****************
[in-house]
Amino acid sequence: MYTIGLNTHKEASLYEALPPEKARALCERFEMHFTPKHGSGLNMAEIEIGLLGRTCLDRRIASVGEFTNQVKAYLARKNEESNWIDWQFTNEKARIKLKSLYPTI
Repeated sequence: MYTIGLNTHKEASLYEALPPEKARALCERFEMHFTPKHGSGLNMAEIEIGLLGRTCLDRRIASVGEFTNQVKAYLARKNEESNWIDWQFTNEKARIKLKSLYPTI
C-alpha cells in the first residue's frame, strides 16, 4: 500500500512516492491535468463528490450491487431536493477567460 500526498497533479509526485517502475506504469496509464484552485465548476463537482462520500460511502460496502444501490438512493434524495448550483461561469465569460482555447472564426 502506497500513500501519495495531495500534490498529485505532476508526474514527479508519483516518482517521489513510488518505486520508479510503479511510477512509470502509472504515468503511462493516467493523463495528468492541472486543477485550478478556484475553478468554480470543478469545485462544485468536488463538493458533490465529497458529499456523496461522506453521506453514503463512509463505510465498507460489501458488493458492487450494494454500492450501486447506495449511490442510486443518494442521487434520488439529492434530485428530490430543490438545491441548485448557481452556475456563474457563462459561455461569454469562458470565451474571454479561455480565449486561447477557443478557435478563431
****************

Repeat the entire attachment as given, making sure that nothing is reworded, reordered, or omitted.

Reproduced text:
[in-house]
Amino acid sequence: MYTIGLNTHKEASLYEALPPEKARALCERFEMHFTPKHGSGLNMAEIEIGLLGRTCLDRRIASVGEFTNQVKAYLARKNEESNWIDWQFTNEKARIKLKSLYPTI
Repeated sequence: MYTIGLNTHKEASLYEALPPEKARALCERFEMHFTPKHGSGLNMAEIEIGLLGRTCLDRRIASVGEFTNQVKAYLARKNEESNWIDWQFTNEKARIKLKSLYPTI
C-alpha cells in the first residue's frame, strides 16, 4: 500500500512516492491535468463528490450491487431536493477567460 500526498497533479509526485517502475506504469496509464484552485465548476463537482462520500460511502460496502444501490438512493434524495448550483461561469465569460482555447472564426 502506497500513500501519495495531495500534490498529485505532476508526474514527479508519483516518482517521489513510488518505486520508479510503479511510477512509470502509472504515468503511462493516467493523463495528468492541472486543477485550478478556484475553478468554480470543478469545485462544485468536488463538493458533490465529497458529499456523496461522506453521506453514503463512509463505510465498507460489501458488493458492487450494494454500492450501486447506495449511490442510486443518494442521487434520488439529492434530485428530490430543490438545491441548485448557481452556475456563474457563462459561455461569454469562458470565451474571454479561455480565449486561447477557443478557435478563431